Research interests

Inflammation of both the endothelium and circulating immune cells play an important role in the progression of atherosclerosis. In the last years it has been shown that alterations in the intracellular metabolism of immune cells, more specifically monocytes, is the driving force behind their inflammatory phenotype. This is important, since mapping this lipid and lipoprotein-induced metabolic reprogramming paves the way for future therapeutic strategies to target and or reverse this metabolic phenotype in order to slow down atherosclerosis. 

However, research in the context of vascular metabolism, i.e. the role of metabolic alterations in steering blood vessel inflammation, is still in its infancy. In this line of research we aim to investigate the role of endothelial cell metabolism in driving cardiovascular disease, in order to gain new insight in the crosstalk between this metabolism-driven inflammatory response of the endothelium under hyperlipidemic conditions. In addition, we have a strong focus on optimization of treatment of athero-thrombotic cardiometabolic diseases by performing preclinical pathophysiological research.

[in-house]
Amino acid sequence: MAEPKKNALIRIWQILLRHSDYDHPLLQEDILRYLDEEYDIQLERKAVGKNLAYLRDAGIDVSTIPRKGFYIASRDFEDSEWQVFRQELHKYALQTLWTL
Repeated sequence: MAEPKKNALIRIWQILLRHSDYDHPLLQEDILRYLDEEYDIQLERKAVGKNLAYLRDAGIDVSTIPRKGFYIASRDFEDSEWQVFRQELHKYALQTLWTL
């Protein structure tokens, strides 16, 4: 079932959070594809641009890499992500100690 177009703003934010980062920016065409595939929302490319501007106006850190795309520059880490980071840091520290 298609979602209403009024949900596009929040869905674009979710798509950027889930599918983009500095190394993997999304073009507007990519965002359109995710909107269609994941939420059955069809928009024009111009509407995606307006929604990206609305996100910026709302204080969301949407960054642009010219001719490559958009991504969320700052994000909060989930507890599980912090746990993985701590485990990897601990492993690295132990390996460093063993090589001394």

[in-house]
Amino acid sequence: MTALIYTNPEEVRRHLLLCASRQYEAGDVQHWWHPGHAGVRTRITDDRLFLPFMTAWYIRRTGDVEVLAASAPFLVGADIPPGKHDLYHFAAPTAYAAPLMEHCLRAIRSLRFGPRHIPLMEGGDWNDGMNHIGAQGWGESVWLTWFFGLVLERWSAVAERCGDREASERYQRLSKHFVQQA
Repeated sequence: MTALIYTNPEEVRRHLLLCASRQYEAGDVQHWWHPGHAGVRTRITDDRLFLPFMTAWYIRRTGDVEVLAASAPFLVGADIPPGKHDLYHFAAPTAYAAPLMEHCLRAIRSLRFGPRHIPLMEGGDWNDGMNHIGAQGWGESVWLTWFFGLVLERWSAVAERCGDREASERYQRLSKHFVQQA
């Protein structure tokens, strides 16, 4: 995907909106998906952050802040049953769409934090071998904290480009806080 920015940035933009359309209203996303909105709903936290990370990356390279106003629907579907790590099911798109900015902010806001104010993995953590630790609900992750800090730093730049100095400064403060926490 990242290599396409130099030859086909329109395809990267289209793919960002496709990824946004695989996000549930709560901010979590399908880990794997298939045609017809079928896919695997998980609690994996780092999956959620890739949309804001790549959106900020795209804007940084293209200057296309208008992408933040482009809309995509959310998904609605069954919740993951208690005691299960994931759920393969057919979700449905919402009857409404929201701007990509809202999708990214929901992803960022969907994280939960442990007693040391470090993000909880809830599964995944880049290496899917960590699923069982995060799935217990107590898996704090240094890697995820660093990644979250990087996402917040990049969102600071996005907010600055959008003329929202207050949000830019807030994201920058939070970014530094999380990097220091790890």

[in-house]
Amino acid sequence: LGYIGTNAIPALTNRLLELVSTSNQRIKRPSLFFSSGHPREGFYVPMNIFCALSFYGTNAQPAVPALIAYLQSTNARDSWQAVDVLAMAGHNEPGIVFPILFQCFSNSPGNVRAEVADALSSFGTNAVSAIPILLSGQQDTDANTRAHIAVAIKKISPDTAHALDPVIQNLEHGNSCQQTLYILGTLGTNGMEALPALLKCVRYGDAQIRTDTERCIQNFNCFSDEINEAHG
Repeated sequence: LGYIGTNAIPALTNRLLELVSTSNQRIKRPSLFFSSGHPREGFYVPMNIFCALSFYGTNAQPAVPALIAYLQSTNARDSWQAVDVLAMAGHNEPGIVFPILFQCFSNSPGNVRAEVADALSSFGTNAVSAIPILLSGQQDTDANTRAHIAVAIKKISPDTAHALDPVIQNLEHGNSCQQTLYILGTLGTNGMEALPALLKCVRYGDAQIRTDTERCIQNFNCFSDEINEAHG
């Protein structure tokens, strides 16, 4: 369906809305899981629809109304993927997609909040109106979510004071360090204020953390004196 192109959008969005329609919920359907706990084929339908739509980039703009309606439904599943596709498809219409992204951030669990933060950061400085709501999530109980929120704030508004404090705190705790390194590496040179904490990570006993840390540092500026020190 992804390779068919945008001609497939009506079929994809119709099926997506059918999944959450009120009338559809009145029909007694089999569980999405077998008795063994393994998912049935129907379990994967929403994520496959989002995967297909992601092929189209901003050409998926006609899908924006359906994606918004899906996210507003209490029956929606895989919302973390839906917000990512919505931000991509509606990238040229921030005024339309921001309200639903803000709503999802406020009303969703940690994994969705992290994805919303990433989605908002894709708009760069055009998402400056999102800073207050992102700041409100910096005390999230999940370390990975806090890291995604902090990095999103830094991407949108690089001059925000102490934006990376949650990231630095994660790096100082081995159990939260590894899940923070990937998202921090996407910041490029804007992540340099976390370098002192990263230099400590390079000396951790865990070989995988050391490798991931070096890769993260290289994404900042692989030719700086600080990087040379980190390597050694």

specialisation

Vascular and Valve Inflammatory and metabolic responses

Research output

  1. Atherogenic Lipoprotein(a) Increases Vascular Glycolysis, Thereby Facilitating Inflammation and Leukocyte Extravasation

    Research output: Contribution to journalArticleAcademicpeer-review

  2. Inhibition of PFKFB3 Hampers the Progression of Atherosclerosis and Promotes Plaque Stability

    Research output: Contribution to journalArticleAcademicpeer-review

  3. Metabolism: The road to inflammation and atherosclerosis

    Research output: Contribution to journalArticleAcademicpeer-review

  4. Remnant Cholesterol Elicits Arterial Wall Inflammation and a Multilevel Cellular Immune Response in Humans

    Research output: Contribution to journalArticleAcademicpeer-review

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